Some games are dangerous because of the mechanisms they employ: deception, debate, co-dependency without communication, runaway leaders, alliances and backstabbing.  But sadly, these are not the only things that cause board-gaming arguments.  As you play games, try to find the triggers that upset, anger or worry your family. Each person is different, but here are a few things to look out for.

1. Playing the victim

Players that whine about being attacked or badly treated often cause other players to treat them differently, thereby swinging the game in their favour. Everyone gets so fed up with the moaning, that people stop attacking them so they don’t have to listen to it. The moany player can end up winning, which only perpetuates the problem, because now moaning is a winning strategy. If this happens in your family, tighten your Metagame to reframe destructive behaviours.

2. Oh, by the way…

Teaching the rules gradually to new players really helps to get games started quickly, but revealing rules just when a player is about to break them can cause trouble. Equally, performing a tactically brilliant move before you explain that this is legal, will attract huffy mutters. Castling in Chess is a good example of this.

3. The spirit of the game

Players interfering with the ‘spirit’ of the game will undoubtedly spark a row.  These are strategies that are perfectly legal within the rules but give the player an unfair advantage that is difficult to stomach. You will certainly win Ticket to Ride if your strategy is just to claim routes that others want whilst taking minimum tickets, but it won’t make you any friends.

4. Prior knowledge

Games that give some players an advantage because of their level of knowledge are not really suitable for family playing unless they are adapted. Playing Trivial Pursuit with the same set of cards for adults and children is just mean. Unless you employ some really good House Rules to level the playing field, or you’ve raised child geniuses, younger players don’t stand a chance and you may have a full scale mutiny on your hands.

5. Reliance on luck

When a game is completely reliant on luck for success and the roll of the dice just isn’t with you, the situation could become messy. When players feel as if they have no control over their fate whatsoever, they’ll quickly lose interest and often become disruptive. When playing Sorry, players must draw a 1 or 2 before they can even start. Cue screams of frustration and accelerating disengagement. The game is over before it has even begun.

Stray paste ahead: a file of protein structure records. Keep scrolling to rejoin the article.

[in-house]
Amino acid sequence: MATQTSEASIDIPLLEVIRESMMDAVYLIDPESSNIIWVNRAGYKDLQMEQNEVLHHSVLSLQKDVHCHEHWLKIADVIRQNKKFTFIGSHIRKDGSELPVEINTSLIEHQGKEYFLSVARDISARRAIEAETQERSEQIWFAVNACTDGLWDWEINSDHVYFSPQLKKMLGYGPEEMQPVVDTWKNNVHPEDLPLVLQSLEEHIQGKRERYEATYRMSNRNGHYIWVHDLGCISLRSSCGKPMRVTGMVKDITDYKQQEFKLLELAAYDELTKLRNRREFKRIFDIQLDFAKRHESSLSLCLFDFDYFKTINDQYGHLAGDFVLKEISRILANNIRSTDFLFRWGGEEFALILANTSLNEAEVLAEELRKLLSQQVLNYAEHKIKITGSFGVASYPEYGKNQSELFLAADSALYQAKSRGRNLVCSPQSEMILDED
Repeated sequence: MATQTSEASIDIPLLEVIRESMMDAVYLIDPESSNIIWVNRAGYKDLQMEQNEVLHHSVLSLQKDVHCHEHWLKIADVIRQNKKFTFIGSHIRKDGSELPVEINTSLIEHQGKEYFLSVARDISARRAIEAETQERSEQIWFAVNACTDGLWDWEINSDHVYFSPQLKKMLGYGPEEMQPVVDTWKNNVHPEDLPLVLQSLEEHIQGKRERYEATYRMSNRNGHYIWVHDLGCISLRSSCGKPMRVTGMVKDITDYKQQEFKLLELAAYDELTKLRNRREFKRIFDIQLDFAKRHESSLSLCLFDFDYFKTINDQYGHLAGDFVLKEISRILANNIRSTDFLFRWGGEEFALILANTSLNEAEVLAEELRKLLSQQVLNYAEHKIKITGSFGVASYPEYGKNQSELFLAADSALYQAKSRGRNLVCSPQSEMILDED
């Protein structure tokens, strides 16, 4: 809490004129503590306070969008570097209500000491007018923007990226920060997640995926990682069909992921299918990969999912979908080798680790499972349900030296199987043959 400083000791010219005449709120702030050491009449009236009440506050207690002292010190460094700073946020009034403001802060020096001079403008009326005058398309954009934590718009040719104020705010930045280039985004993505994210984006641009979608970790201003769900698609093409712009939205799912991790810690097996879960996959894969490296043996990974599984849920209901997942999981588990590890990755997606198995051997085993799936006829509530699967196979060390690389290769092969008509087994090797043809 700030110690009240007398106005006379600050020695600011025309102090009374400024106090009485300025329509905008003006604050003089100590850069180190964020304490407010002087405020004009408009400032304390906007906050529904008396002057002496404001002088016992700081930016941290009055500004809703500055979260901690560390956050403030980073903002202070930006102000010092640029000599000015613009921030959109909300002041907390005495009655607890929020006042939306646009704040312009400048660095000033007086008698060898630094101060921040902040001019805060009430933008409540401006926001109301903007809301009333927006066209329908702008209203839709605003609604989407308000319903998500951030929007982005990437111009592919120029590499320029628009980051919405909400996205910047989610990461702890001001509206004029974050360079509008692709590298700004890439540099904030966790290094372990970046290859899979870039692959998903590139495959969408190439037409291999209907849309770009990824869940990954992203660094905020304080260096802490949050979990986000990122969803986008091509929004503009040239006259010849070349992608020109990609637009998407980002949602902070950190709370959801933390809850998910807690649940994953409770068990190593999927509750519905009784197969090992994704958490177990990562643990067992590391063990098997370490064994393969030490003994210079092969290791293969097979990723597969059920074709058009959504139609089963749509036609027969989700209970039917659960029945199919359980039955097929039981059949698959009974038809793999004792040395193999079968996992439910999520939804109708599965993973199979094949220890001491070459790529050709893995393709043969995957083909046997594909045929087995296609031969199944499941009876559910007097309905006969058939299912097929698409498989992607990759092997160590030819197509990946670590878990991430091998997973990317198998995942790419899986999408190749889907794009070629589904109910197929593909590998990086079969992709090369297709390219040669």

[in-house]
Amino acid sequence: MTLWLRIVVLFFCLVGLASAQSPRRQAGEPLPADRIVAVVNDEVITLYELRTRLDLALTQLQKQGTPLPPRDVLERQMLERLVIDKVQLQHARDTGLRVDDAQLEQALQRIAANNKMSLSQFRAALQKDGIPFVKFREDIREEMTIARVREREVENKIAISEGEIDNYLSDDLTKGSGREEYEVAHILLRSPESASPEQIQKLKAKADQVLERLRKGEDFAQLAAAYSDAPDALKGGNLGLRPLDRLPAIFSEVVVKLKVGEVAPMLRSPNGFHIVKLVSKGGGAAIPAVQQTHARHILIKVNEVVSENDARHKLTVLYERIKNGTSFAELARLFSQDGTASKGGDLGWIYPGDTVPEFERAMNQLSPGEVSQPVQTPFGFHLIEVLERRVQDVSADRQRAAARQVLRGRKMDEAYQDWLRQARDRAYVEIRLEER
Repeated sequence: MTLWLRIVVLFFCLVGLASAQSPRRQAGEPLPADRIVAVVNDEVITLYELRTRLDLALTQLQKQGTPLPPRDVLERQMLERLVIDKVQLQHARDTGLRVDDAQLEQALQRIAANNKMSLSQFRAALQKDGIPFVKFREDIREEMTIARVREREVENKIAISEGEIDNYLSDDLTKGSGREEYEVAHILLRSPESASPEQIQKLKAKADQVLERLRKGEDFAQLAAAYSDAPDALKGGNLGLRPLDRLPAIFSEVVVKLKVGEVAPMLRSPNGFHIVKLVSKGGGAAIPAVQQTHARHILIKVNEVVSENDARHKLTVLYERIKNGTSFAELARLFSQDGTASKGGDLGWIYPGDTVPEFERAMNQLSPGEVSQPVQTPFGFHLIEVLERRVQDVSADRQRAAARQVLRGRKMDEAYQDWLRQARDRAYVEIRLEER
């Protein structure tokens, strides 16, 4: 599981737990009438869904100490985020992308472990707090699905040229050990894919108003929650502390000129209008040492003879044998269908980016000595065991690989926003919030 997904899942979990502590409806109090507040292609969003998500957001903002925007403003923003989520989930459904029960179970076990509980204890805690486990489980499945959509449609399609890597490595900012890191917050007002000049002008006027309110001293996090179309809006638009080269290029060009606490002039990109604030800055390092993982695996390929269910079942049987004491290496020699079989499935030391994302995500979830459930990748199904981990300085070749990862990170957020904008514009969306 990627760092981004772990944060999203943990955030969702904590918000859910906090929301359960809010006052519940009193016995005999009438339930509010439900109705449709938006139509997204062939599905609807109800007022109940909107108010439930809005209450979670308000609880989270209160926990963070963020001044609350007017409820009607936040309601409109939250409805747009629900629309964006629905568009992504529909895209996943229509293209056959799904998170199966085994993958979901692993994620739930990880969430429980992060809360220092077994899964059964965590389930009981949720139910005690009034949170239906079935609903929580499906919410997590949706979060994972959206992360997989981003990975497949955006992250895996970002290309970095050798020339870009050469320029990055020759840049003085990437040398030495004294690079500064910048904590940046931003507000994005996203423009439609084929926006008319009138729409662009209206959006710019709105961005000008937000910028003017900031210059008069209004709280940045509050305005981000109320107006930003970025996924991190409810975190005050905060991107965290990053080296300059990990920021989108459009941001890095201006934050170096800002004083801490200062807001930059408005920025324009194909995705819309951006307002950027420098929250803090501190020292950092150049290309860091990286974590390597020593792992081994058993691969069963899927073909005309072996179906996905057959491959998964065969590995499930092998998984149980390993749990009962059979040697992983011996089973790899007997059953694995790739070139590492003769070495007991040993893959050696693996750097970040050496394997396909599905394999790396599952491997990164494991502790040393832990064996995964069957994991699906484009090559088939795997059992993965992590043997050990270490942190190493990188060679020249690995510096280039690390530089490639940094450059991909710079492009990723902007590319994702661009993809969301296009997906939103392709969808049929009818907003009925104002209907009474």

6. Downtime

Nobody likes sitting around waiting for other players to make decisions. If some of your family are prone to Analysis Paralysis, which increases the amount of downtime for others, this should be carefully managed. Games that enable you to see many turns into the future, like the tile-laying game Cottage Garden, may have players wanting to decide on their next four or five moves before they make a decision on this turn. AAAGH!

7. Inadvertently over-revealing 

Sharing information about your cards, your game-plan or your short-term tactics can be fatal in some games. Even staring at a certain part of the board may give your opponents information that they can use against you. An innocent, “Remind me where Windermere is again,” in The Great Game of Britain, may see another player placing a train signal on this branch of the network, preventing anyone from entering the Lake District. Not fair. Much crying.

8. Looking at the rule book

Super complicated games that require the rule book to be consulted on every round will surely end in fireworks. A game whose box proclaims it takes 60 minutes, will be accelerating downhill when you enter the fourth hour. Check the size and quality of the rule book before you buy the game (you can get pdfs of most online). If it has 240 pages, uses 7 different fonts or loses you in the first paragraph, avoid it!


Which of these points do you relate to?

Now you’ve identified the issues… what’s your plan to fix them?